I could see the snowplow coming towards me from less than a block away. I thought the best photo would be a blurred image as the truck passed in front of the Holmes Hotel, an iconic building in Uptown Westerville.
The trouble was that my camera wasn’t set at a shutter speed that would get the perfect blur on the truck and keep enough identifiable background information to set the scene for viewers. It was set at too high a shutter speed. It needed to be at 1/50th of a second.
One of the reasons I switched from Lumix back to Nikon was that I was more familiar with the feel and function of Nikons having used them since 1968. Lumix cameras are great quality, but they didn’t feel right in my hands and head.
It was very easy for me to adjust the shutter speed even though I typically always use aperture-priority auto exposure. I quickly, with just a glance in the viewfinder adjusted the f-stop so the shutter speed was 1/50th. Used back-button autofocus on the truck. Pressed the shutter as it passes and it’s over in less than 5 seconds. This is the first frame in the series.
Knowing how your gear works and being both familiar with it and comfortable with it allows you to concentrate on the subject without worrying about the mechanics of making a photograph.
Knowing your gear inside out allows you to react quickly. You won't waste precious moments fumbling with settings or trying to figure out how to get the photo.
When you understand the capabilities and limitations of your camera and lenses, you can push the boundaries of your creativity. Knowing how to manipulate settings, choose the right lens, and experiment with techniques opens up new possibilities for capturing unique and compelling images.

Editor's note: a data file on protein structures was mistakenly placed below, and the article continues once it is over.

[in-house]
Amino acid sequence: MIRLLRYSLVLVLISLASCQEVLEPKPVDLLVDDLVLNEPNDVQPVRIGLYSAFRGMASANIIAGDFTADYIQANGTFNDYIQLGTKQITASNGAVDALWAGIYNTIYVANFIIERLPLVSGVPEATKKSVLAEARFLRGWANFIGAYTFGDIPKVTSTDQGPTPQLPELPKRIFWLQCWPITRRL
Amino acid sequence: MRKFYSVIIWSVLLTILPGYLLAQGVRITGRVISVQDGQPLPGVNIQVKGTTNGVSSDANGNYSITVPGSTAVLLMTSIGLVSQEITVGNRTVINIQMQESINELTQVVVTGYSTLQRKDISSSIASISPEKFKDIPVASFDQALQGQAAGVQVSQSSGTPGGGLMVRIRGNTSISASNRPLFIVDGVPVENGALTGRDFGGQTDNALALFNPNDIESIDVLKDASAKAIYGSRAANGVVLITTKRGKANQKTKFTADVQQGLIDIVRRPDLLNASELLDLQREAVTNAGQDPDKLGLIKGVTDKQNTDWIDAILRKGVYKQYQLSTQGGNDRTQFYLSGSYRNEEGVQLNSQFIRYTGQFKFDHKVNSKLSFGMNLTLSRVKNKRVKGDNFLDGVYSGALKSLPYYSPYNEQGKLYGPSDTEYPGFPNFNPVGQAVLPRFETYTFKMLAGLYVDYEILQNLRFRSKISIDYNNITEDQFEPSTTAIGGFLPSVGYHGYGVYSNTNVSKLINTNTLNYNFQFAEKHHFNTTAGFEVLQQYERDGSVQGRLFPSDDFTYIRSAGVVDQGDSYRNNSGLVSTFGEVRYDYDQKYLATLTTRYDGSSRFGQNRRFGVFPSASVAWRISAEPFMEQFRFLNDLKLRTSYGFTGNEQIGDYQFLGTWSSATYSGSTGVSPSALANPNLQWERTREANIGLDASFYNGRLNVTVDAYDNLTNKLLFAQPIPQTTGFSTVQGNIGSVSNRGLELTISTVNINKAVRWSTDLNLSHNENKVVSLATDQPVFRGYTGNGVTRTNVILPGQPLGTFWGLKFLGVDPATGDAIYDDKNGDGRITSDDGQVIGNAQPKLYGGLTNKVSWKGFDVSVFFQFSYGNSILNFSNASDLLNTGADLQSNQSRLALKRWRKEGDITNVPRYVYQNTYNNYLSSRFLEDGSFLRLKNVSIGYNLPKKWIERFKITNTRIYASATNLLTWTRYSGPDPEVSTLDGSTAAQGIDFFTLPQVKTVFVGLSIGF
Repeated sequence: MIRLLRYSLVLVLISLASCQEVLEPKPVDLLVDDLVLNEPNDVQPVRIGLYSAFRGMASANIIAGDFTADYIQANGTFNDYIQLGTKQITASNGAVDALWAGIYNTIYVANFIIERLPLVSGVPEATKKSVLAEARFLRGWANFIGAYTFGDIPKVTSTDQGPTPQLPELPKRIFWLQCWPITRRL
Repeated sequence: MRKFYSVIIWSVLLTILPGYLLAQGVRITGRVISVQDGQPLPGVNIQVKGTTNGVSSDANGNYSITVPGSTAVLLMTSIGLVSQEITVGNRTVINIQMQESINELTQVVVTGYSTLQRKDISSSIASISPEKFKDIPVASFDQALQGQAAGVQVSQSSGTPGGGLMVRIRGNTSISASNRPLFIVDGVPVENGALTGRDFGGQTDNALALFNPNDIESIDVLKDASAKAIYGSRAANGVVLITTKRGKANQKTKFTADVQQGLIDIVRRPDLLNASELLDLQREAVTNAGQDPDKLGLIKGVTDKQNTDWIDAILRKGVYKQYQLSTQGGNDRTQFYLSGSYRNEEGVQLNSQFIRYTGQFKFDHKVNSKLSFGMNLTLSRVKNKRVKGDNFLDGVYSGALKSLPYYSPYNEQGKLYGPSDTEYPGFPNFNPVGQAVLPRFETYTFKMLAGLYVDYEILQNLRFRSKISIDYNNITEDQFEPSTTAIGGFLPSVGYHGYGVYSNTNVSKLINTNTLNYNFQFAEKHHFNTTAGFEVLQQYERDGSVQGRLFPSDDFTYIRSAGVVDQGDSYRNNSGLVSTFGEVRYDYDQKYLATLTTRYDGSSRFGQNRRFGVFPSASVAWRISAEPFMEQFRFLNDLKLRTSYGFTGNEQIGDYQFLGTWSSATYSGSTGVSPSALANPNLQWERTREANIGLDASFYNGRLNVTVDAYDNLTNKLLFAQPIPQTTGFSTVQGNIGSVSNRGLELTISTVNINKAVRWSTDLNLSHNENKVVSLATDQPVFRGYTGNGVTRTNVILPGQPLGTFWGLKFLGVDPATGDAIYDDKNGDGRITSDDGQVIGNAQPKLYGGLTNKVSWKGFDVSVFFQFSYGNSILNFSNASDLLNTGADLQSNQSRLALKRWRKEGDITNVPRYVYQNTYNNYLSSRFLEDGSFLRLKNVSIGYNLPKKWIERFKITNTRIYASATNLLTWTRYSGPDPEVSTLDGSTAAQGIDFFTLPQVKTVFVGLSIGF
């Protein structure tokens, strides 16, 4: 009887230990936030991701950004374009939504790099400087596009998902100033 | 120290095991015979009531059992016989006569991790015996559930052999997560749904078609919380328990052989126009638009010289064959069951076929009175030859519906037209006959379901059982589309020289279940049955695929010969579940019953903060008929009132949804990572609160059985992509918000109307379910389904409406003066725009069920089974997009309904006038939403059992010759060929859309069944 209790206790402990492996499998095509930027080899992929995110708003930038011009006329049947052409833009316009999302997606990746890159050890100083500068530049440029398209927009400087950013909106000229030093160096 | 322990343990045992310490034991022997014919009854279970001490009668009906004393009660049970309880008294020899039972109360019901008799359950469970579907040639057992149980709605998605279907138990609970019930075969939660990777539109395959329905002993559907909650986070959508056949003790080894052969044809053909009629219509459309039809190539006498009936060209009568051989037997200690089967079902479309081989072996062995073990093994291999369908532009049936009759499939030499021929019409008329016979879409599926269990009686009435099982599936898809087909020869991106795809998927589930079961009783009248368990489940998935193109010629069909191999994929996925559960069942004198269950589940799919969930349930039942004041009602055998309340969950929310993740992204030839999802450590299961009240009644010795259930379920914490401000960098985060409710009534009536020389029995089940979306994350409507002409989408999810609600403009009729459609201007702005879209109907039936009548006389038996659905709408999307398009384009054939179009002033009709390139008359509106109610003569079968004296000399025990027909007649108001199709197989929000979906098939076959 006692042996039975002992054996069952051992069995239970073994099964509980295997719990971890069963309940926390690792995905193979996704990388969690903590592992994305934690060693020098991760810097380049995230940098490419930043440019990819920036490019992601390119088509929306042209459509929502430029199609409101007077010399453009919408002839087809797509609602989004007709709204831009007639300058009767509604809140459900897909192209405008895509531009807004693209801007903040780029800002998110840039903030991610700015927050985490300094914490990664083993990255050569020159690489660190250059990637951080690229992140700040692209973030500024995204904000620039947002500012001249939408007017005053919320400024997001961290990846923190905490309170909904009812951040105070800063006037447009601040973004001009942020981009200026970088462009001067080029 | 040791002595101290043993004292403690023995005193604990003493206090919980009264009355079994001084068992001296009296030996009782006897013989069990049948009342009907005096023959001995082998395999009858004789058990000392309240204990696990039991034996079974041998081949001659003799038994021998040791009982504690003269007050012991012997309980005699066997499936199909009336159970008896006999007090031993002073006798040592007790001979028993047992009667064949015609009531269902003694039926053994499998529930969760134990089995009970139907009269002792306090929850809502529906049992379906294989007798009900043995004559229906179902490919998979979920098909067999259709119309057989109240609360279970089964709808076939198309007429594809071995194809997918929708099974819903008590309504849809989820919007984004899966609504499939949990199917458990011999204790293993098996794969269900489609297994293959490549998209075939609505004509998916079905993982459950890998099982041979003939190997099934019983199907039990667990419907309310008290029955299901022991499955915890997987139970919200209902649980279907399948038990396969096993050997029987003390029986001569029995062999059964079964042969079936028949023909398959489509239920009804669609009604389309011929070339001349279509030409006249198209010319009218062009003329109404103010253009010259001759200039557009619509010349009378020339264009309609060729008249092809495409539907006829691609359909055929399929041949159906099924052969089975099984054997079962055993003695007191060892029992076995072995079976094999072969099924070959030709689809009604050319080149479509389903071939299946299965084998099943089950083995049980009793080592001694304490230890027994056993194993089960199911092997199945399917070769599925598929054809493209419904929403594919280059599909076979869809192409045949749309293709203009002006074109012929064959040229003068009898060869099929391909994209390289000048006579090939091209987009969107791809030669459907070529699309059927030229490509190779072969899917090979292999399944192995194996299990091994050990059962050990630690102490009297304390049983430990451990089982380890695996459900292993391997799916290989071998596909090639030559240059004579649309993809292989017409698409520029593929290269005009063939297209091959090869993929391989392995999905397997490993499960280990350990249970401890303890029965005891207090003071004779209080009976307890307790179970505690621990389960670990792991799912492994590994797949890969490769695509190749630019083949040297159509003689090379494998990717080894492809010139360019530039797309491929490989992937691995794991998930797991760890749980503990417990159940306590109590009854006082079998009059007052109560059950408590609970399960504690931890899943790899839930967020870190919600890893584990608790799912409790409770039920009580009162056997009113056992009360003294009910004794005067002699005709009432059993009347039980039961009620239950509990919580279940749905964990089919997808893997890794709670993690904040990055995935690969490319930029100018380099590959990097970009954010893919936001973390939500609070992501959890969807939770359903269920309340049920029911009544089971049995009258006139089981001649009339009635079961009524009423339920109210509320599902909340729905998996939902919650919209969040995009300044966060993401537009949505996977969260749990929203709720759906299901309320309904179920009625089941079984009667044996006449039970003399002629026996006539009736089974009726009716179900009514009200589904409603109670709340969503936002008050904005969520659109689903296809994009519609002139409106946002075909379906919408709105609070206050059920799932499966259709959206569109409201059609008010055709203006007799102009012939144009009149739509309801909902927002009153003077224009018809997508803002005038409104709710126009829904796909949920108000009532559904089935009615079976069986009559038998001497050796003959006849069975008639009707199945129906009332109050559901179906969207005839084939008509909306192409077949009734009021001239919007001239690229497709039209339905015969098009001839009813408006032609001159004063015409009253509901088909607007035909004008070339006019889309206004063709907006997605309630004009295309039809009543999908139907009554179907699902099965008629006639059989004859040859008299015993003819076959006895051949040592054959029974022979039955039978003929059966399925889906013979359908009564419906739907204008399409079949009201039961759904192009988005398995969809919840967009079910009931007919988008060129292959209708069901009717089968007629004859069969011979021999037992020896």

Learning how your gear functions helps create consistency in your work. You can reproduce the results you want consistently, whether you're shooting in different lighting conditions or environments.
If you don’t RTFM then check YouTube for specific uses of your camera and lenses. The more you use your gear, the more comfortable you'll become with it. Practice different shooting modes, experiment with settings, and take photos in various conditions. Challenge yourself to shoot in low light, bright sunlight, and everything in between.
Practice making rapid changes in exposure settings. If you want to test yourself play a game of Exposure Roulette. Without looking at your camera change some of the settings so you’re not sure what they are. That’s the roulette part of the game. If you have a photographer friend with you have them make the changes.
Then put the camera to your eye and see how quickly you get a proper exposure, zoom setting, focus, and composition. Do this as often as possible to build muscle memory of how your camera works,
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